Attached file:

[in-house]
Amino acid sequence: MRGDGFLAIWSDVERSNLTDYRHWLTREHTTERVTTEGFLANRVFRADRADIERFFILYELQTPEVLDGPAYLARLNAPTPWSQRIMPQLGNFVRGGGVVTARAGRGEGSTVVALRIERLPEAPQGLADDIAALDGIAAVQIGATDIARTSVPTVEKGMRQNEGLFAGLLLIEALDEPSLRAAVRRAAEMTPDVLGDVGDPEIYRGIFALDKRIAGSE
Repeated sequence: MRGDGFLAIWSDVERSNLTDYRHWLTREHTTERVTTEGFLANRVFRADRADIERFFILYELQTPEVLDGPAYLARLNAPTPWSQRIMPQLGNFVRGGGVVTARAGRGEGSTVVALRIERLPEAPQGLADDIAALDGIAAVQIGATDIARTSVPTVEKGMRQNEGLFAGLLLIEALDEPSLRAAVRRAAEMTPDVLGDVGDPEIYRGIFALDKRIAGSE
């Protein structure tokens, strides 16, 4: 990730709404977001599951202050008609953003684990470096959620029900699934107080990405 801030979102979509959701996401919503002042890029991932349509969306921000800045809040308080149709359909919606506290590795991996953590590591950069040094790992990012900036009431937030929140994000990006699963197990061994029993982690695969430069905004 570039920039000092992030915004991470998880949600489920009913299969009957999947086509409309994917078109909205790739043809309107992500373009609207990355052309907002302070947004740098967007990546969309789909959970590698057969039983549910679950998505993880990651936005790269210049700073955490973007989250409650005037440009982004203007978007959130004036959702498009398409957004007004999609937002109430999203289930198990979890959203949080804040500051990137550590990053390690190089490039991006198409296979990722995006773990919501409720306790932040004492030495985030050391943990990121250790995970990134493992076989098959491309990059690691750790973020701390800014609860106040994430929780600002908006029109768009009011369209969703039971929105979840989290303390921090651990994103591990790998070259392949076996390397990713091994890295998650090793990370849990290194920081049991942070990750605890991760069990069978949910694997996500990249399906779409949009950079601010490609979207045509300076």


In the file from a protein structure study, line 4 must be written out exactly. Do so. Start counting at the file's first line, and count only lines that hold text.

């Protein structure tokens, strides 16, 4: 990730709404977001599951202050008609953003684990470096959620029900699934107080990405 801030979102979509959701996401919503002042890029991932349509969306921000800045809040308080149709359909919606506290590795991996953590590591950069040094790992990012900036009431937030929140994000990006699963197990061994029993982690695969430069905004 570039920039000092992030915004991470998880949600489920009913299969009957999947086509409309994917078109909205790739043809309107992500373009609207990355052309907002302070947004740098967007990546969309789909959970590698057969039983549910679950998505993880990651936005790269210049700073955490973007989250409650005037440009982004203007978007959130004036959702498009398409957004007004999609937002109430999203289930198990979890959203949080804040500051990137550590990053390690190089490039991006198409296979990722995006773990919501409720306790932040004492030495985030050391943990990121250790995970990134493992076989098959491309990059690691750790973020701390800014609860106040994430929780600002908006029109768009009011369209969703039971929105979840989290303390921090651990994103591990790998070259392949076996390397990713091994890295998650090793990370849990290194920081049991942070990750605890991760069990069978949910694997996500990249399906779409949009950079601010490609979207045509300076």